Born This Way: SMC Student Challenges Perceptions About Hacking, Engineering, and Being LGBTQ+
SMC student Ash Lopez shares her story of overcoming hurdles and conquering stereotypes.
Working with Lady Gaga gave Ash Lopez a unique opportunity to extend her advocacy for LGBTQ+ issues and mutual understanding — something that has been profoundly important to her since the age of 17. Ash co-authored The New York Times bestselling book Channel Kindness: Stories of Kindness and Community as a young reporter for Born This Way Foundation. Led by Lady Gaga and her mother, Cynthia Germanotta, the foundation supports young people's mental health as it aims to build a kinder, braver world.
"When marriage equality became the law of the land [in the United States], I drove around in my little car, waving my rainbow flag," she says. Still, not everyone was so accepting of this advance and gay rights. "I was cussed at and had drinks thrown at me," Ash recalls.
Instead of stopping, she started blaring the Lady Gaga song "Born This Way." So it was appropriate that Ash would later work with the foundation that bears the song's name. "I applied to one of their programs and became a Channel Kindness reporter," she says. The work also leveraged Ash's burgeoning expertise in digital technology.
"The book published my article about a mentor with whom I had worked on some tech projects," she says. That story, about Humanistic Technologies founder Ruby Guillen, covered apps to protect children — especially an app that centralizes reports about child abuse to make sure youth don't get lost between city bureaucracies. In addition to the thrill of being published, Ash says, "it was exciting to have some of my work highlighted."
Ash majors in computer science and biology at Santa Monica College with plans to study computational neuroscience and explore the inner workings of both artificial intelligence and the human brain. She chose SMC after hearing about it in conversations at various computer bootcamps.
"And I had a good friend in Inglewood who was an SMC student," Ash adds. "She let me know SMC has one of the highest transfer rates."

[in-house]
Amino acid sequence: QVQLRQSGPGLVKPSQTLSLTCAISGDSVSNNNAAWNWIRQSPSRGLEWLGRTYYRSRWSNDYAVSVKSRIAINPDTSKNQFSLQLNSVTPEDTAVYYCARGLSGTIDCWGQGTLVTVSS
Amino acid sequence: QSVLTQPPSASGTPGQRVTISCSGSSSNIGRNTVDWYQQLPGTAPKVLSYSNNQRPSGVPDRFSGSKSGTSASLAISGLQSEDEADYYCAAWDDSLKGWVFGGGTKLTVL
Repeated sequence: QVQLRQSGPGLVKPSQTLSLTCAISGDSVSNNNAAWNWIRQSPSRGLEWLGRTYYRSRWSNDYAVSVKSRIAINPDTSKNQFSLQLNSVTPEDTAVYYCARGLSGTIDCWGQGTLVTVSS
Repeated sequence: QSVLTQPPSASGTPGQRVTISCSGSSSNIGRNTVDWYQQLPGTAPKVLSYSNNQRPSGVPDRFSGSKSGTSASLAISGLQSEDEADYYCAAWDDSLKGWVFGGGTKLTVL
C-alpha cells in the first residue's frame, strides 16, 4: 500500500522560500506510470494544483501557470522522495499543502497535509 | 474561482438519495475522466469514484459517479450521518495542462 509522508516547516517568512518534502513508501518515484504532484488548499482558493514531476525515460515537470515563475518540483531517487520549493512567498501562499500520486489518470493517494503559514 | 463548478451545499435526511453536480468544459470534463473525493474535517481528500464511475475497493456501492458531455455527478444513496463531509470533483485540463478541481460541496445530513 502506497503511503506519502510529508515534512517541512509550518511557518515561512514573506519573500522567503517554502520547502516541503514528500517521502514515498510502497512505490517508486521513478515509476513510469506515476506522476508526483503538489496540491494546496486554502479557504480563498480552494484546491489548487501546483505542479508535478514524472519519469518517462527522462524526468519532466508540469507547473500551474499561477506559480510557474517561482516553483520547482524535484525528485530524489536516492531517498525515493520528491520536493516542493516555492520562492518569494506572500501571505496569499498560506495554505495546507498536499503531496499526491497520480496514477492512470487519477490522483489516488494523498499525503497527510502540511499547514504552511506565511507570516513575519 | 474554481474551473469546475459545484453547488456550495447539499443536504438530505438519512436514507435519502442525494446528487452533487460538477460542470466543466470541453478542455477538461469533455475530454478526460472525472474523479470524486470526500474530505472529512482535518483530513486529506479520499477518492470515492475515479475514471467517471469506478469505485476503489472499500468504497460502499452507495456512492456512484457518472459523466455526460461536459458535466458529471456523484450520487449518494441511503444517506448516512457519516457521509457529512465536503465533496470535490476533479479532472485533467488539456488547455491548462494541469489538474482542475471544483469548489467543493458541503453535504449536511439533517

SMC also helps students connect with academic opportunities at other institutions, Ash notes. "For example, I've been fortunate to get accepted into UCLA's Bruins-in-Genomics [BIG] computational biology summer program," she says. Ash especially appreciated how Senior Career Services Advisor Joan Kang helped her prepare the BIG application materials — including updating her resumé.
Ash was also impressed by the Adelante Program, which was created by SMC's Latino Center to foster academic achievement, cultural awareness and personal growth. "It seemed like SMC had everything I needed," Ash explains. "And the classes are very in tune with technology. So I enrolled, and I've been hooked ever since."
Overcoming challenges and conquering stereotypes
Ash has already racked up extensive experience as a software engineer, activist, writer and entrepreneur. She launched a tech consulting business, Serpent Security Solutions, is an elected delegate of the California Democratic Party and considers herself an "ethical hacker."
Yet she grew up worried that she might never be able to pursue her dreams. "I didn't think I was smart enough, because you never see a Latina from South Los Angeles pictured as a programmer," she says.
Ash also endures various disabilities that cause pain and fatigue, while economic circumstances have sometimes forced her to work multiple jobs. In addition, she serves as a caregiver for her grandmother, who suffers dementia. So Ash's academic journey has taken longer than she would have liked. But her family gives her all the support they can.
"My grandparents' and my mom's dream is for me to get my bachelor's degree," she says.
SMC Spanish Professor Alejandro Lee says Ash need never have doubted her abilities — or worried about success in her academic and professional journey. "Ash is an extraordinary and entrepreneurial young woman who exudes enthusiasm and tenacity to achieve her dreams," he says. "She is intelligent, articulate in two languages, charming, extroverted, and yet humble."
Ash took Alejandro's Spanish 12 course in fall 2020, after COVID-19 forced all classes online. "It's been a bumpy ride" because of the pandemic, she says, "but I'm getting the support I need at SMC."
Encouraged by Alejandro's mentorship and the other faculty, staff and students at SMC, Ash plans to transfer to a top university like USC, UCLA, Stanford, or Columbia to continue her studies. "Professor Lee told me to dream bigger in terms of where I'm applying," she says.
"I consider it an honor to be part of her journey and education, and I am inspired by all her indefatigable activism and social justice work in our communities," Alejandro says. "Any top university would be fortunate to have her as an alumna."
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